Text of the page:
Travel is one of the most precious gifts which a parent can give to a child. The chance to see new parts of the world and experience different and exciting cultures, cuisine and languages is something which will stay with a child for the rest of their life. In educational terms, a week or two immersed in a foreign culture will allow a child to learn about it in a way which months spent reading or watching documentaries simply couldn’t hope to match. Nobody is pretending that travelling with young children is easy, however, so here are a few tips designed to take a little stress out of the experience and perhaps give you a few ideas of where to take your kids next.
Whilst kids love the excitement of a stay in a hotel, and parents relish the pampering they might get if it’s at the luxury end of the scale, there are times when the comforts of home make a journey much more practical. For a longer stay in a city, for example, renting an actual home which has a kitchen, a selection of bedrooms and signs of family life such as toys, books and board games, can be the ideal choice. For the duration of your stay you’ll actually feel like you’re just another local family, exploring and making the most of whatever city you’re in. various companies offer this option, with houses all over the world ranging from the small and cosy to the grand and palatial.
Get to Know each Other
The pace of modern life, and in particular the long and strenuous working hours which most people now have to cope with, can sometimes make it difficult for parents and kids to spend a lot of quality time together. A trip is the perfect time to combat this problem, particularly if you plan activities, days out and sightseeing tours which you know will appeal to them.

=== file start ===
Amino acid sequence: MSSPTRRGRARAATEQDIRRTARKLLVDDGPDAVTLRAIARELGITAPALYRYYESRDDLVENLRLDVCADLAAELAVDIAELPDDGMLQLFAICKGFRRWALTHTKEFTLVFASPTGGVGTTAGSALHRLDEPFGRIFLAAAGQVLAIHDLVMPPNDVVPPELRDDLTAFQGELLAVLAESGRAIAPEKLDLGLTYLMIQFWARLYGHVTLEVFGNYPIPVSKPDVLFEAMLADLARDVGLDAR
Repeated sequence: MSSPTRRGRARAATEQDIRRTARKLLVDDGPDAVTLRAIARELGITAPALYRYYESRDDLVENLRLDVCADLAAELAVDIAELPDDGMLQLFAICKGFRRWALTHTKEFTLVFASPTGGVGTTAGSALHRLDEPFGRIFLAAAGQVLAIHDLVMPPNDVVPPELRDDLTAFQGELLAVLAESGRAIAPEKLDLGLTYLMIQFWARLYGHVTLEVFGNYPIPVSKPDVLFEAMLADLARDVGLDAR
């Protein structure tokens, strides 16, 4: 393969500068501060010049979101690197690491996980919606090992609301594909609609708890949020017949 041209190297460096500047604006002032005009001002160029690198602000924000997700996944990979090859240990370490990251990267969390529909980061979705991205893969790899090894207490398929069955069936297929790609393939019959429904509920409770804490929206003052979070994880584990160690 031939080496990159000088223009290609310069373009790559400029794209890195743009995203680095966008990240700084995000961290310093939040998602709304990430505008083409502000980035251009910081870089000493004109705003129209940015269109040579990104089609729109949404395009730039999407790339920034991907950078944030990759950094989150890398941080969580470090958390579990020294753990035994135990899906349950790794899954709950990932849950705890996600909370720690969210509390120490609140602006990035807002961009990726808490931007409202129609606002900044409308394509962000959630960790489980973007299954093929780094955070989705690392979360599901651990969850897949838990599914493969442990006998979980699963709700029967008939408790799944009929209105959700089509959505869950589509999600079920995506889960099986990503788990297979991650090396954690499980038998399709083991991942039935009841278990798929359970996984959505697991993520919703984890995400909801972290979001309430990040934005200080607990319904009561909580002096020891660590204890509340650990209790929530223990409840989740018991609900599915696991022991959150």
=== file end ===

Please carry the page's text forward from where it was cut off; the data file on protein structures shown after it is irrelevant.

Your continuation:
Camping with a Difference
Lots of kids love the idea of spending some time under the canvas of a tent, even to the point where they’ll beg to be allowed to camp in their own back garden, whilst many parents prefer travel with a few luxury touches thrown in. the modern trend known as ‘glamping’ offers the best of both worlds: you’re staying in a tent, yes, but it’s a large scale, luxury tent. Rather than squeezing into a sleeping bag you’ll be spending the night in a king sized bed, whilst being kept warm by a wood burning stove, and although the wonders of nature will be only a few footsteps away, parents will be relieved to know that they still have access to an en-suite bathroom with a plumbed in toilet.
Tents are outfitted with king-sized beds, wood-burning stoves, and (yes!) en-suite bathrooms with proper plumbing. The company’s original camp is in Yellowstone and makes a great base for exploring the park. Later this year, they’ll also be opening locations just outside Glacier National Park and Arches and Canyonlands national parks in Moab, Utah.
Farther Afield in Familiar Territory
Mexico has become a regular destination for my family. It’s easy to reach and has great food, beautiful beaches, and wonderful history and culture. This year, however, I’m hoping to explore beyond the coast, starting with a trip to Tepoztlán, nestled in the mountains about 50 miles from Mexico City.
Purportedly the birthplace of Quetzalcoatl, one of the major deities of the ancient Mexican pantheon, this Pueblos Mágico boasts a stunning setting, spectacular ruins, and a groovy New-Age vibe that’s bound to feel eons away from the sun-and-sand good times of Cabo. Bonus points: we were able to easily combine this trip with time on the coast (because who wants to miss a chance at margaritas by the pool?).
That’s right–my wish list includes a trip without the kids, and I’m not ashamed to say it. In fact, I think traveling without your children, be it for an in-town staycation or a week-long sojourn, is as necessary as regular date nights–and can reenergize you as a parent.
This year, my husband and I are celebrating our tenth anniversary, and I’ve called in backup (Grandma) and pulled out my adults-only bucket list. Mykonos, Capri, British Columbia, and Peru are all places I’m dying to visit. The only resolution for that trip: disconnect, reconnect and, of course, sleep in past 7 a.m.